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UFCW International President Marc Perrone and Executive Vice President Esther López on “Fulfilling America’s Promise for Immigrants”

DSC_0116Over the Fourth of July holiday weekend, an op-ed penned by UFCW International President Marc Perrone and Executive Vice President Esther López was published in The Hill. Titled “Fulfilling America’s Promise for Immigrants,” the piece talks about the urgent need to reform our broken immigration system. You can read the full text of the op-ed below:

“For most, the Fourth of July is about celebrating America. It’s a day to spend with family, enjoy great food and fireworks. For immigrant workers, their families and communities, the Fourth of July is about celebrating the promise of America. It is about a getting a fair shot and realizing the American dream, the same dream that has motivated so many to take unimaginable risks to become part of our great country.

From Albert Einstein to Mother Jones, immigrant workers from all over the world have contributed to the social fabric of America and made this country what it is. Yet the newest generation of immigrants continues to wait for our elected officials to wake up, do what’s right and provide the protection they desperately need to contribute their share. President Obama’s executive action on immigration was one small step forward, but it was only a minimal response to a real crisis that has only grown under his watch. Republican Congressional leaders have refused to hear the calls for change and remain fixated on broken policies and political rhetoric that only serve to perpetuate this crisis.

The fact is the American people, immigrants and their families deserve much better than the deafening silence of our elected officials or the feigns of exasperation that nothing more can be done.
Looking ahead, the 2016 presidential elections offer all of us a real opportunity to change the narrative and discourse of inaction surrounding immigration. It offers us a chance to question our leaders, especially those running for president, on where they stand. Do they truly believe granting hard-working aspiring Americans temporary relief is enough? What are their specific policies that will give real hope to millions of immigrant workers and their families? Will they publicly commit to solving this issue within their first hundred days or not? For the sake of millions of families, we must be willing to demand real and substantive answers to these questions now.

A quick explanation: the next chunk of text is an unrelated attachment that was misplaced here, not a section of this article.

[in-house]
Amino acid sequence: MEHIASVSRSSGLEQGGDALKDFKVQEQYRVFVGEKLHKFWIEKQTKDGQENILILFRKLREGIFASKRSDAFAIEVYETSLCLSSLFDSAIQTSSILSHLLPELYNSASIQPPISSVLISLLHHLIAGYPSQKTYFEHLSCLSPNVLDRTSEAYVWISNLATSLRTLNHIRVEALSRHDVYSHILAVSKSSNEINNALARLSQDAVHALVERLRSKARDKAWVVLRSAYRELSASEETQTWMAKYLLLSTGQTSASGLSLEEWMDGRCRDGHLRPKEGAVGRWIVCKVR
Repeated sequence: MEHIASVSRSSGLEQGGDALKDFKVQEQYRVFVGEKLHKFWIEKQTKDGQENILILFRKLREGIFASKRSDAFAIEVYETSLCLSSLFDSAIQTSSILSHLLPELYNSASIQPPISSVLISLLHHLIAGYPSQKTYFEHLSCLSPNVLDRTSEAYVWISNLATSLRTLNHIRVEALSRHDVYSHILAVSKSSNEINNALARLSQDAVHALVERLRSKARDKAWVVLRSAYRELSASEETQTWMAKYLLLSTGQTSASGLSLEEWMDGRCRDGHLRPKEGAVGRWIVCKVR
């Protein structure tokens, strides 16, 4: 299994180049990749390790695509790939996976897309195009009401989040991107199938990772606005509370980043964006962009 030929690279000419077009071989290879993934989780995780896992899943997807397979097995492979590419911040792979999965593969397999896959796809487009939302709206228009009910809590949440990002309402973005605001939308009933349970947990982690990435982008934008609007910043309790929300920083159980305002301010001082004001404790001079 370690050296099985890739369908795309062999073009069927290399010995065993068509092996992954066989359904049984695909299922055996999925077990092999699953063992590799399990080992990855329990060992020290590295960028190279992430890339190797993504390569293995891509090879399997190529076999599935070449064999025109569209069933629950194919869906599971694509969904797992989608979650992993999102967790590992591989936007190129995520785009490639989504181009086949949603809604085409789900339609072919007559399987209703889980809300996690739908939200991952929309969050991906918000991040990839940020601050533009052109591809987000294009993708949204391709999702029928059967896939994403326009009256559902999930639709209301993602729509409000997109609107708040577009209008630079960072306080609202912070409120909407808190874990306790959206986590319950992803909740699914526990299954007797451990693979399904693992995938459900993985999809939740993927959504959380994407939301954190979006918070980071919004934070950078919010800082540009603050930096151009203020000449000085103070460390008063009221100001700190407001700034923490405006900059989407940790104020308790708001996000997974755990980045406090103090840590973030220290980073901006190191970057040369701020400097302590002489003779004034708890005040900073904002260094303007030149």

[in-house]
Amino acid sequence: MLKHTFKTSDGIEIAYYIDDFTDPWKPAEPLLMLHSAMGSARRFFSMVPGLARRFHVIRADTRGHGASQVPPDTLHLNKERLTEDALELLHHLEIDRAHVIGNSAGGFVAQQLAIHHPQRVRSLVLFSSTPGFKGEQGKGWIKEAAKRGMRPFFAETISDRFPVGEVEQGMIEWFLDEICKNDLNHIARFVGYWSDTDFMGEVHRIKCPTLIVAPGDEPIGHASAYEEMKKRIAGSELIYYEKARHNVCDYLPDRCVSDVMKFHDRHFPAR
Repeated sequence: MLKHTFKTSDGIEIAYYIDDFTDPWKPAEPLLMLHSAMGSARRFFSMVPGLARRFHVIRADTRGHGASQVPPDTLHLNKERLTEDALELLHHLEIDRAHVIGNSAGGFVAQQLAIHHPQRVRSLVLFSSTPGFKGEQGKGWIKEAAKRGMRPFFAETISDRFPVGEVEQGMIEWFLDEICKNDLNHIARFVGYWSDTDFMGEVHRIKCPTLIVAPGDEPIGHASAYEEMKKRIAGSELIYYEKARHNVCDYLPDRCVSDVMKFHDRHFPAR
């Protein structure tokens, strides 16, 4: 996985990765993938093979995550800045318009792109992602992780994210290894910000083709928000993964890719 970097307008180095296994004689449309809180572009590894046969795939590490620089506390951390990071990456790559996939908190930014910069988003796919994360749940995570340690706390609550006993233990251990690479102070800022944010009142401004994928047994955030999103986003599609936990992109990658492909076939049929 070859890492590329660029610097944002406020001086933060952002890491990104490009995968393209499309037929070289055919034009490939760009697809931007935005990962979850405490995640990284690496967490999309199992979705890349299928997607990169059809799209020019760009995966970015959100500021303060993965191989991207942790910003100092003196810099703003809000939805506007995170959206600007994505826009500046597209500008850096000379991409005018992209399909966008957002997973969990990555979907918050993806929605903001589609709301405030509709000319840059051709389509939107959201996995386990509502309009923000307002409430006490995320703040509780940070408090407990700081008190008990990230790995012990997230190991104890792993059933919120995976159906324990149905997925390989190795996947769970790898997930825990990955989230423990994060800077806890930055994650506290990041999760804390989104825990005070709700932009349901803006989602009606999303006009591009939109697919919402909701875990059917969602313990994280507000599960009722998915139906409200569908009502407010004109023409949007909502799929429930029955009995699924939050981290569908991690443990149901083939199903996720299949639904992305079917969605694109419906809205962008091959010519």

As potential presidential candidates continue to stake out their position on immigration and immigration reform, the stakes have never been higher for hard-working families to demand more from each of them — regardless of party. Millions of aspiring Americans remain in limbo and in danger of deportation because of our outdated immigration policies and the politicians that turn a blind eye to exploitative labor practices that drive down wages, benefits and working conditions for all workers.

The United Food and Commercial Workers International Union (UFCW) has seen firsthand the devastation caused by our broken immigration system. From Immigration and Customs Enforcement raids in meatpacking plants to the endless threat of deportation, immigrant communities across the United States have suffered from an ideology of indifference that has pervaded our political system. This must change, and it must change now.

Working together to achieve real reform, we can empower all workers to chase the American dream; but we can’t do so if elected leaders continue to ignore this issue. Creating the better America we believe in demands that our leaders embrace the solemn responsibility they have to fulfill America’s amazing immigrant promise. Comprehensive immigration reform with a pathway to citizenship is one bold step in making the American dream a reality and fulfilling America’s immigrant promise. This July 4, let us declare our independence from political indifference and demand our elected leaders, and especially those running for president, live up to a higher standard of leadership. Let us solve this problem now, not later. Because when we do, millions of families and this nation will be better because of it.”

UFCW and LCLAA Bring Groundbreaking Immigration Program to Miami

Workers, the labor movement, and allies continue organizing immigrant workers to file and fight for deferred actions on immigration and increased worker protections